3 [To meet Mrs. Browning, who was coming to tea at Denmark Hill.]


shall do always, simply, so that you must always simply ask for
everything you want, and then I shall neither hesitate to say no
nor feel uncomfortable in saying so, if it has to be said. Ever affec-
tionately yours, J. RUSKIN.

You must come the next time Mrs. Browning comes, which I hope
will be soon.


[?July 1855.]

DEAR ROSSETTI, I am truly sorry to hear of your illness and all
your vexations. Nothing would give me more pleasure than to take a
little holiday with you, and ramble about sketching and talking. You
know I do not say this or anything else without meaning it. But
this pleasure I must at present deny myself. I am deep in difficult
chapters of Modern Painters. I cannot be disturbed even by my best
friends or greatest pleasures. When I have to work out a chapter on
a difficult subject, it is precisely the same to me as a mathematical
calculation to break into it is to throw it all down back to the
beginning. I do as much in dreamy and solitary walks through lanes
as I do at home. I could not have a companion.

I want you next year to take a little run to Switzerland. I will
either go with you or meet you, if our times should not suit for start-
ing. And then we will do some Alpine roses and other things which
the world has no notion of. AVill you come ? Meantime, as soon as
you get this, pack up your drawing, finished or not, in the following
manner :

1. Sheet of smoothest possible drawing-paper laid over the face, and
folded sharply at the edges over to the back, to keep drawing from
possibility of friction.

2. Two sheets of pasteboard, same size as drawing, one on face,
the other behind.

3. Sheet of not too coarse brown paper, entirelv and firmly en-
closing drawing and pasteboards.

4. Wooden board, a quarter of an inch thick, exact size of drawing,
to be applied to the parcel drawing to have its face to board.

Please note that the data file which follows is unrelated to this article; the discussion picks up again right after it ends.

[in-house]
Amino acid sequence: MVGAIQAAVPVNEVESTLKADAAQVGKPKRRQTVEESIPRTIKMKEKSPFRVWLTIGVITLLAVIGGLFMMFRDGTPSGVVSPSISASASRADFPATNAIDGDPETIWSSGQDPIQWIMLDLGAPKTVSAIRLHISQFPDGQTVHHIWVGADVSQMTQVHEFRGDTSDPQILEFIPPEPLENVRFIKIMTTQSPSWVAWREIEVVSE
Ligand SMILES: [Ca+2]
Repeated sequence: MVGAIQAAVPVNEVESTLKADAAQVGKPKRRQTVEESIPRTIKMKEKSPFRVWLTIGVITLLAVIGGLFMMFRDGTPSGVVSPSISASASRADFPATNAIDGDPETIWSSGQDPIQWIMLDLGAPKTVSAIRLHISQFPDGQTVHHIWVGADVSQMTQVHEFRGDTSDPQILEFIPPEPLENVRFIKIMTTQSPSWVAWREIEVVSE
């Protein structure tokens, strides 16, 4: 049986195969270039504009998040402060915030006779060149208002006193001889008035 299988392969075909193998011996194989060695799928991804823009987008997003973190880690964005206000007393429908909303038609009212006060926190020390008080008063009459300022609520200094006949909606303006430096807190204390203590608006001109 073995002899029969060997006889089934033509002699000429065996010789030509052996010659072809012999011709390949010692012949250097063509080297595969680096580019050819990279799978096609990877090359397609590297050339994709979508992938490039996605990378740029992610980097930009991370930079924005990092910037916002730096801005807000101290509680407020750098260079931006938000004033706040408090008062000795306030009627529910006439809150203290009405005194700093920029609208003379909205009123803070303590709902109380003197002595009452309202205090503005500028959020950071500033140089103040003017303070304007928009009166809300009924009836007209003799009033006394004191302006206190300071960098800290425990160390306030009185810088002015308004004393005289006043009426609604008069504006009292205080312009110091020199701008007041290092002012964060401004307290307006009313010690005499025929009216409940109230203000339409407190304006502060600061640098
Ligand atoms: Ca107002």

5. Thickest possible brown paper firmly enclosing board, parcel,
and all, lightly corded, sealed, and addressed to me, " Calverley Hotel,
Tunbridge Wells. P 'aid ', per fust train.'''

Take it to London Bridge Station yourself, and be sure to say it
is to go by fast train. And there is no fear.

1 [From Ihitk'm, Jiossetti, and J're-Jfaphac/itisni, pp. 1)0-02. This letter has been
given in part in Vol. V. p. xlix.]


I have told my assistant to bring you this morning four pounds
which he happens to have of mine (they may be of some little use, as
you have been longer than you expected in finishing this), and will
send you cheque the moment drawing arrives.

Acland continues to give a hopeful opinion of Miss Siddal. Ever
in haste most affectionately yours, J. RUSKIX.

The 4< will be in part advance for the " Passover " l I shall send
you fifteen. I wish you could take 4s worth of fresh air and rest.


[DENMARK HILL. ?July 1855.]

DEAR ROSSETTI, The enclosed note puts me in a fix. It is dated
Tuesday, but I did not get it till late last night. I had given Mr.
Browning leave to bring Leighton "any day next week," but I under-
stood Leighton was going away before Friday. 3 I cannot put them off
now, and the question is

Can Ida and you come on Saturday or Monday instead ?

If Saturday is fine, seize it ; I will send for you early, we will have
pleasant forenoon here. I will leave you for a couple of hours for my
men, and come back to you to tea. If Saturday is wet, then Monday.
But, if neither Saturday nor Monday will do, come to-morrow, and
never mind Leighton though you will find them rather too noisy, I
am afraid, for Ida.

I send in this for answer, that I may make sure of you one of
the days.

How did the elephants behave ? How is Ida after her dissipation ?
How are the ladies in Purgatory ? And how are the Buttercups ? 4
Always yours affectionately, J. RUSKIN.

The carriage will be at your door at half-past twelve on whichever
day you choose ; so mind you get up in time. Leighton and Browning